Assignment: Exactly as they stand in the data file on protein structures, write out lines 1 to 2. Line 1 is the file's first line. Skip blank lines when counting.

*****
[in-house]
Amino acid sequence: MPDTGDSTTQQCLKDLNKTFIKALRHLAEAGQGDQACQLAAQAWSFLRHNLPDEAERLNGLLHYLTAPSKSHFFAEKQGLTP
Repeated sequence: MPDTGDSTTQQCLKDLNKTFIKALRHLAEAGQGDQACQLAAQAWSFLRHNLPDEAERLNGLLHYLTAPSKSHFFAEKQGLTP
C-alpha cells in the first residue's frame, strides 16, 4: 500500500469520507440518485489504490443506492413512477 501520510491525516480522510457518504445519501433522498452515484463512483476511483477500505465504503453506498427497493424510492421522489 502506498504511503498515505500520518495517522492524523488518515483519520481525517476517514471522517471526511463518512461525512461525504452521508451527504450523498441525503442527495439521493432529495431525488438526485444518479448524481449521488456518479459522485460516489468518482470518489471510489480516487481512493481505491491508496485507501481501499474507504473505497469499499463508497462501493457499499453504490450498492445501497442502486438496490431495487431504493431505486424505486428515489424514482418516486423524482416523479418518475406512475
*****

[in-house]
Amino acid sequence: MPDTGDSTTQQCLKDLNKTFIKALRHLAEAGQGDQACQLAAQAWSFLRHNLPDEAERLNGLLHYLTAPSKSHFFAEKQGLTP